If I were to describe my younger self, I would say that I was hopeful, resilient, and couldn't-see-for-a-lick. When I was in first grade, after taking a vision test I learned that I would need glasses. My parents supported me in finding the spectacles of my dreams! But, still -- every day before school I would hide these glasses and refuse to wear them. I knew what was going on - I saw the world the way as it was and these glasses were an ill-conceived ploy to try to force me to see the world like everyone else and I wasn't having it! I just knew that seeing the trees swirl as I approached was right, that seeing colors merge and flow seamlessly was the real beauty of it all.
Now, turns out this particular incident wasn't a plot by the Man. But, I've always felt that spirit of resistance and resilience in myself and mirrored in our leaders. And, all of them have vision -- this one-year anniversary celebrates us getting to a higher level of focus.
Those of us who identify as activists have all had a moment when a fire that we never knew was inside of us is suddenly ignited and forces us to stand up and demand change.
Today marks the one-year anniversary, or the first birthday as we like to call it, of that moment for Planned Parenthood Generation Action - a movement of passionate, committed young people across identities and issues that organizes with, by, and for their generation in order to achieve reproductive freedom.
As the associate director of this organization, I've had the honor and the privilege of transforming a group of energetic and committed volunteers and activists into a structured program that has proven to have a real impact of national proportions. I have also witnessed countless young people transform into activists before my eyes as they rise up to join our cause in the process.
As an activist, I know that becoming one was the easiest thing I've ever done. Sure - it has been unexpected and overwhelming, but what thing worth doing isn't.
So many people want to fight and feel inspired to become involved but are not sure how to start. That's why we spent the last year training over 1,000 young people all across the country on what it means to be an activist and how to advocate on the issues that matter most to them. We've also worked to transform our vibrant teen volunteers into community leaders as well - fighting for issues from comprehensive sex education to speaking truth to power at capitol buildings across the country.
As the largest and most diverse generation our country has ever seen, we have an opportunity and a responsibility to ensure that our voices are heard and that communities that have been traditionally underrepresented and discriminated against have a mechanism in order to have their voices heard as well. We know that voting is one of the most powerful ways to accomplish this goal and as such we spent the last election cycle making sure that young people were aware of their voting rights and registered to vote, collecting over 12,500 voter pledge cards and registering over 1,000 young people to vote across 28 states.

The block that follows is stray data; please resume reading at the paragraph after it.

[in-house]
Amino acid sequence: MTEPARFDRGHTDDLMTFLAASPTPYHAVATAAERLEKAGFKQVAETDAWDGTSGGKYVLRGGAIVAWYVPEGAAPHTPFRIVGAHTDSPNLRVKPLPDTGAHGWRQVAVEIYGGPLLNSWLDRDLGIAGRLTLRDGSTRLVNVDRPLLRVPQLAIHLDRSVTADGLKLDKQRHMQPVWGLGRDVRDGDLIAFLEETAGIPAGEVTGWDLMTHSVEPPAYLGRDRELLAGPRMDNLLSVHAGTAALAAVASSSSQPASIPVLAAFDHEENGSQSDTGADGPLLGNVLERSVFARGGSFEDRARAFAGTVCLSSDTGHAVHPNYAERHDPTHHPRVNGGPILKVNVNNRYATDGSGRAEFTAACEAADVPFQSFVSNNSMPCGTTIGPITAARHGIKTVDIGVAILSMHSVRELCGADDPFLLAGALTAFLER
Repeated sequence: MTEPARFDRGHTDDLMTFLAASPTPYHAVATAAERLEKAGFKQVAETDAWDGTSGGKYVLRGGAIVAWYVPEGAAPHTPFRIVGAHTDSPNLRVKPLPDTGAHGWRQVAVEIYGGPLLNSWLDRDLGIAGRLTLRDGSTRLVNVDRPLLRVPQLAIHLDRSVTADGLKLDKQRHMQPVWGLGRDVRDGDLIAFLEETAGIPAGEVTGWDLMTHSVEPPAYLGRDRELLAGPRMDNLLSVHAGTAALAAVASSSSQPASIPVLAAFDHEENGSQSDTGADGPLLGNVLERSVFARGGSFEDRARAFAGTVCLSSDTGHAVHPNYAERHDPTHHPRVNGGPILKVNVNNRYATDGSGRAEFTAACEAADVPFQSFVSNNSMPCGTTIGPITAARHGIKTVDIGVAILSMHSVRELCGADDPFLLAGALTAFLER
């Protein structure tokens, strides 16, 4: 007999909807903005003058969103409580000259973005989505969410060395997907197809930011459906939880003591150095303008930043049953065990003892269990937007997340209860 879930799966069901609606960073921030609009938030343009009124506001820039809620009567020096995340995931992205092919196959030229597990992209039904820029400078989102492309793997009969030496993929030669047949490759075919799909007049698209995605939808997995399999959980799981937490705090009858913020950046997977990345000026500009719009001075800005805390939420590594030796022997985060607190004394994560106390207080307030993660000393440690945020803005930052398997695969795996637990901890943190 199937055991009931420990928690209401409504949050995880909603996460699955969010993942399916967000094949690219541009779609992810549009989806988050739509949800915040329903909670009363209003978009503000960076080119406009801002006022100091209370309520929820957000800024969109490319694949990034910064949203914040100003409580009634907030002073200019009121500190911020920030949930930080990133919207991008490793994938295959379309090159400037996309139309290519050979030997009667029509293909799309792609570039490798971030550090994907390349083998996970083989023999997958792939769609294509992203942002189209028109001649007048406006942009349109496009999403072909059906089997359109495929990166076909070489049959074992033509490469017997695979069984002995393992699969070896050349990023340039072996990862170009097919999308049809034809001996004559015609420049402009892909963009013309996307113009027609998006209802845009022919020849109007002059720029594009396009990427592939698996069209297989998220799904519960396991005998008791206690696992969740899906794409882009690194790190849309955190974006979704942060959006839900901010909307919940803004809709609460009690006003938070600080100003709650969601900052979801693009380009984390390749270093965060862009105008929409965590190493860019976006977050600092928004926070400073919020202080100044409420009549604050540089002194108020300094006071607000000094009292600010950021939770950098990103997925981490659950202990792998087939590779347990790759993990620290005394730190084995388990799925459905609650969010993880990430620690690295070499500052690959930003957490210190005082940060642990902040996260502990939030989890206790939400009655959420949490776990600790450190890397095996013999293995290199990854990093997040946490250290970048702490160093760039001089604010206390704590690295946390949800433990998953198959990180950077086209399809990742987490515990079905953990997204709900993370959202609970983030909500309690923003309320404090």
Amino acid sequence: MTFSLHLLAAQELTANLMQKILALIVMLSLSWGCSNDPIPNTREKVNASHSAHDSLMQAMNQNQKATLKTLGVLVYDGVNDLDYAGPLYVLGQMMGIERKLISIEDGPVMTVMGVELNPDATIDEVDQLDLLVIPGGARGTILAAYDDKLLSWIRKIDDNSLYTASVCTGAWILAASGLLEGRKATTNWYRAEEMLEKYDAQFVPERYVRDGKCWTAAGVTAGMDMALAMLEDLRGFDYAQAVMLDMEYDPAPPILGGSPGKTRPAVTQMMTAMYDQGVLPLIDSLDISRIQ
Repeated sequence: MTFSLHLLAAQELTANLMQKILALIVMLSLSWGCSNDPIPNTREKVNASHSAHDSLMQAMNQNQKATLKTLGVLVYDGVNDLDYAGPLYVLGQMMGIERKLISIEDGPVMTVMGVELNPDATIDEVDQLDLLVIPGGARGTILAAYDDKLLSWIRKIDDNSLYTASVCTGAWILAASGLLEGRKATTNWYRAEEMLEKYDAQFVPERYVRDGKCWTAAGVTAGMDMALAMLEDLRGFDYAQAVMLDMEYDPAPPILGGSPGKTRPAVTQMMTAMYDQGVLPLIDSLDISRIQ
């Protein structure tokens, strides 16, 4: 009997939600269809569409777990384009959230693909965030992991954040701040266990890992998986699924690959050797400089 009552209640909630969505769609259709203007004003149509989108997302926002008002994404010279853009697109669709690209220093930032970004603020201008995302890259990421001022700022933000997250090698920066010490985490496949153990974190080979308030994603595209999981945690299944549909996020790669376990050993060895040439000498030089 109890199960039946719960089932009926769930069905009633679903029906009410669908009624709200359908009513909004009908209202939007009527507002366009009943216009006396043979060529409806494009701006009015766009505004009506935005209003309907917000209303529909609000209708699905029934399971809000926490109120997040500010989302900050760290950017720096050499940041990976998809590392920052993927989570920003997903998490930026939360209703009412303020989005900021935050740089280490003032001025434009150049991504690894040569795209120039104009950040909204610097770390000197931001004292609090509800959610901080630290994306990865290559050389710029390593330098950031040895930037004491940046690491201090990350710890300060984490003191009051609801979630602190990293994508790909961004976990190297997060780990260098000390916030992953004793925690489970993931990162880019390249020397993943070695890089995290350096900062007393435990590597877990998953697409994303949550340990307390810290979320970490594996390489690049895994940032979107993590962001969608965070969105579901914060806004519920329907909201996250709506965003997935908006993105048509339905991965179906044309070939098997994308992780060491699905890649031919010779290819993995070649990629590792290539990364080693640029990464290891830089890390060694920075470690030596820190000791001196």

We also know how important it is for this movement to be representative of all people - especially those who have been traditionally marginalized and silenced. This year, we decided to create a program specifically for young people of color, to become more deeply engaged with our issues and how they relate to their community.
A year later we now have a presence on over 250 college campuses, hundreds in training, and more young people reaching out to get involved than ever before.
But it hasn't all been fun and games. We've faced relentless attacks on women's access to safe and legal abortion, continued threats to dismantle the Affordable Care Act - which has brought access to affordable health care to millions of people, and racial injustice that has sparked a national dialogue.
It is the young people, who understand intersectional equality, who bring creative solutions to the table, and whose energy never ceases in the face of adversity, that continue to keep me hopeful.
What we've realized over this first year, is that this work has been just as much about us transforming young people into activists as it has been about young people transforming the movement for the better.
As we look to the future we will continue to create the community needed to imagine new possibilities for our movement. This summer, we will bring together many of our young activists across the country. We are taking a real stance on immigration reform and combating sexual assault, and a focus on making sure young people turn out the vote in 2016. Nearly 100 years ago when Planned Parenthood was first founded, birth control wasn't even legal yet. We've come a long way but we certainly still have a long way to go. And we can't do it alone.
To learn more about Planned Parenthood Generation Action and how to join please see www.plannedparenthoodgenaction.org.
Kelley Robinson is the Associate Director of Planned Parenthood Generation Action